Victor HenningRichard GrantVirginia Barbour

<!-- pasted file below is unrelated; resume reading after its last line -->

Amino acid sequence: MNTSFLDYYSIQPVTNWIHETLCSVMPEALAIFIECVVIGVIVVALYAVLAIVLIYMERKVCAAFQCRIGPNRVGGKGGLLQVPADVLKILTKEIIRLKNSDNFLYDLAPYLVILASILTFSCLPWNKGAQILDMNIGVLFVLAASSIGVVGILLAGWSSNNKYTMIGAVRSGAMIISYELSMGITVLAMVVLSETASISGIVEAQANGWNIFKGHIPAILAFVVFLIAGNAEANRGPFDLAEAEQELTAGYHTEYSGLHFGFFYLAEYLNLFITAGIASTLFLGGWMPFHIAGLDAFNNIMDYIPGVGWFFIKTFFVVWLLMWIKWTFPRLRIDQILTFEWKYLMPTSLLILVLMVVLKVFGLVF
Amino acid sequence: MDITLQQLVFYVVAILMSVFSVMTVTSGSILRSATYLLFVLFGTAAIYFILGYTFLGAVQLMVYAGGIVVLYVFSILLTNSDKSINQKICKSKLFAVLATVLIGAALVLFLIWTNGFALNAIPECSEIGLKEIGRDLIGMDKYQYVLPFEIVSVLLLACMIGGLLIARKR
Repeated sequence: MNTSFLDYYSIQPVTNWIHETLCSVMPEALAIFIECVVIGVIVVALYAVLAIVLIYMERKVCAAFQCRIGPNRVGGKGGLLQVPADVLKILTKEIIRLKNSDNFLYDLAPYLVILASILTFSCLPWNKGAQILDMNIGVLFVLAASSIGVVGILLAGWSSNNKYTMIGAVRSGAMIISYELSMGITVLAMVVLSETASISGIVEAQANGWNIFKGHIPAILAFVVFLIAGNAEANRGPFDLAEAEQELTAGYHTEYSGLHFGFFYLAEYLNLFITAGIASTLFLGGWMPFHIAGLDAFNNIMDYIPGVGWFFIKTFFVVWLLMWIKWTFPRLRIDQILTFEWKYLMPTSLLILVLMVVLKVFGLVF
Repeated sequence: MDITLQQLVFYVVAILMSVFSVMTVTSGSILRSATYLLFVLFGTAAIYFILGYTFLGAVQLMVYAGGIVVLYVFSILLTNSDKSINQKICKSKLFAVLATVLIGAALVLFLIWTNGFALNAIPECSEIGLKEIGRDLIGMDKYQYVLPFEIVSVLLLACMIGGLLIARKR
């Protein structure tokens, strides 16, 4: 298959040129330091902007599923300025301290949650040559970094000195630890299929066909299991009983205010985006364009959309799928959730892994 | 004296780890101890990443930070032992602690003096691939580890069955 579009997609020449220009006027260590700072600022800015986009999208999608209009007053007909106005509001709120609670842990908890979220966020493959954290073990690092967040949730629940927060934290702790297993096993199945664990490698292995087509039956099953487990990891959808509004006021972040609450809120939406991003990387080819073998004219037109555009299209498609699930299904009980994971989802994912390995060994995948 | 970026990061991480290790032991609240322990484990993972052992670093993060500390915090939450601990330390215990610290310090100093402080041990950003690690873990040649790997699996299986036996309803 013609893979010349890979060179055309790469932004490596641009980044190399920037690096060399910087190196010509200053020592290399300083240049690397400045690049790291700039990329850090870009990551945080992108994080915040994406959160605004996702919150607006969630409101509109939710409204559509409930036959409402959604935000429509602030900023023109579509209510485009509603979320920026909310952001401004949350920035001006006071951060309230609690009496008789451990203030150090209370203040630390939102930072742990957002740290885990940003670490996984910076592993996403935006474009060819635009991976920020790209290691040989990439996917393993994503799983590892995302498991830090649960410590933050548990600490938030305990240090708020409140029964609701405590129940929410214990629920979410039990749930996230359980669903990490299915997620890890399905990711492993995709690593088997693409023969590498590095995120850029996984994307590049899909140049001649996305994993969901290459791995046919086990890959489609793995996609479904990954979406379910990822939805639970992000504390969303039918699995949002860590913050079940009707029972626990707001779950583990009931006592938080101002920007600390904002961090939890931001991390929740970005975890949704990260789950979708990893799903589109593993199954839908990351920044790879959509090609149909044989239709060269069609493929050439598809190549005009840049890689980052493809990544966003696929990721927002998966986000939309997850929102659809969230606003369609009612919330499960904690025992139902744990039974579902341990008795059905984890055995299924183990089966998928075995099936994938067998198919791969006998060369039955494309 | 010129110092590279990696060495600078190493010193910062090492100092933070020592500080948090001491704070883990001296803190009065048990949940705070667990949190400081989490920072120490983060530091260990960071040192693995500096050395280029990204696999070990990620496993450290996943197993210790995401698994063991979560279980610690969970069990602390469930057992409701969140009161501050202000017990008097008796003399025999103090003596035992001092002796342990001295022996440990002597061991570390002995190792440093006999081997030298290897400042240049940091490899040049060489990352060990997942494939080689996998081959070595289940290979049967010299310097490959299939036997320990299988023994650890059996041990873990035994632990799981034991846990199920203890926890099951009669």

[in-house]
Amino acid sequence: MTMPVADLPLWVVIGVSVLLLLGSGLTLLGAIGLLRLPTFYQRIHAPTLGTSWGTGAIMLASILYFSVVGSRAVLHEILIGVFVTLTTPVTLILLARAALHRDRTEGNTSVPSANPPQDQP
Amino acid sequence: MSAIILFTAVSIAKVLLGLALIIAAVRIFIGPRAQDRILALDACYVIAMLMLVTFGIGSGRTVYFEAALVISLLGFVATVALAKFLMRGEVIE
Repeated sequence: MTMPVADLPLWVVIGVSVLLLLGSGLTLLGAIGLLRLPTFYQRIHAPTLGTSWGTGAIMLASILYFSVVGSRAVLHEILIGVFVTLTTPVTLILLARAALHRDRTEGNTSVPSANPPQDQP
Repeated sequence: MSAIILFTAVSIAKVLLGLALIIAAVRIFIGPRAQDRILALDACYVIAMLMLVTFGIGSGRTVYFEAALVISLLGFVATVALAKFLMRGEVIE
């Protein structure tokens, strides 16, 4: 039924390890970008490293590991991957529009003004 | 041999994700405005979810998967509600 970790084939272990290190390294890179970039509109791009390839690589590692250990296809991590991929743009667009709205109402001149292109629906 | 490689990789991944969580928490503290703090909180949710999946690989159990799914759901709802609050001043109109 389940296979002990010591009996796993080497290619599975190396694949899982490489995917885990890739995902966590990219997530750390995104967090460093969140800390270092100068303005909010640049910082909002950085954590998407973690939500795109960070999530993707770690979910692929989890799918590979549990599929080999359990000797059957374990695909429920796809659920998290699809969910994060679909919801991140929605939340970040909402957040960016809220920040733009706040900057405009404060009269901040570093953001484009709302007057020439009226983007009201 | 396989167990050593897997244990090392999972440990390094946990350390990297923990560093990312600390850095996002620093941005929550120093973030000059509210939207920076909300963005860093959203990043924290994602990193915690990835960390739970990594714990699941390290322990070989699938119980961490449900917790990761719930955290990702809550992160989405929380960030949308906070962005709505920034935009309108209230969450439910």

Academic prestige, setting research trends, getting jobs and tenure, grant funding – they are largely based on publishing in high-Impact Factor journals and getting citations. Not only are these measures flawed and widely critized: “You could write the entire history of science in the last 50 years in terms of papers rejected by Science or Nature”, said Nobel laureate Paul Lauterbur. Citation measures are also subject to a considerable time-lag. If you write a paper today, it takes a year to get it published, and another year passes by until citations of it appear. What if there were alternative measures of scientific impact? What if these measures were available in real-time, letting you track the trends in your discipline as they develop? That’s what we’ll discuss in this session.